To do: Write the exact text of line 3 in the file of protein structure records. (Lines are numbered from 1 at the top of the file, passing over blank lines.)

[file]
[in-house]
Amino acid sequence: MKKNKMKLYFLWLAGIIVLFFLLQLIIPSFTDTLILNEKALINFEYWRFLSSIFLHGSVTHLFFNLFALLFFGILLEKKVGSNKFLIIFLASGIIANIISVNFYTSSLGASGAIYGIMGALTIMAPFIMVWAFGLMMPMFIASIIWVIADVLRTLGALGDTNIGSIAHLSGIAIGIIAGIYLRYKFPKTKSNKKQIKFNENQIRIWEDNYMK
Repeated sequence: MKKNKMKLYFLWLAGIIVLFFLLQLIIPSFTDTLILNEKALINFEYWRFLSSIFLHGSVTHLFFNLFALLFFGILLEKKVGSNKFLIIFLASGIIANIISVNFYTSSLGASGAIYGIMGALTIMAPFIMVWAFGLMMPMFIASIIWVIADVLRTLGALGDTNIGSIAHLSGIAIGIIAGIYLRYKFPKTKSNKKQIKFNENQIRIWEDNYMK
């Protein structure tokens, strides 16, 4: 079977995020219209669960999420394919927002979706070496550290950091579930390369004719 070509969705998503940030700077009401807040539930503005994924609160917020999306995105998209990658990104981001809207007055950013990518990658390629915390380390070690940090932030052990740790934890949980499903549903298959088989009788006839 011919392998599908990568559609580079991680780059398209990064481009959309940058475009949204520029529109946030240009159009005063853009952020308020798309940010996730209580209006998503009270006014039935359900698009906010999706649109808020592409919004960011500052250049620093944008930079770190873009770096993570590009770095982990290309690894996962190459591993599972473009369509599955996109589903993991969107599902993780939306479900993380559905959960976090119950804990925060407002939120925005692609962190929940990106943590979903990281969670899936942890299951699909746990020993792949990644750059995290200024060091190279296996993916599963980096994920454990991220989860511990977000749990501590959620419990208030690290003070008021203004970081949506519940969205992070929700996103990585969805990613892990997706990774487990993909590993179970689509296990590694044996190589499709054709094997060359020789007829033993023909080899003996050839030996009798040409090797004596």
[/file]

Repeated sequence: MKKNKMKLYFLWLAGIIVLFFLLQLIIPSFTDTLILNEKALINFEYWRFLSSIFLHGSVTHLFFNLFALLFFGILLEKKVGSNKFLIIFLASGIIANIISVNFYTSSLGASGAIYGIMGALTIMAPFIMVWAFGLMMPMFIASIIWVIADVLRTLGALGDTNIGSIAHLSGIAIGIIAGIYLRYKFPKTKSNKKQIKFNENQIRIWEDNYMK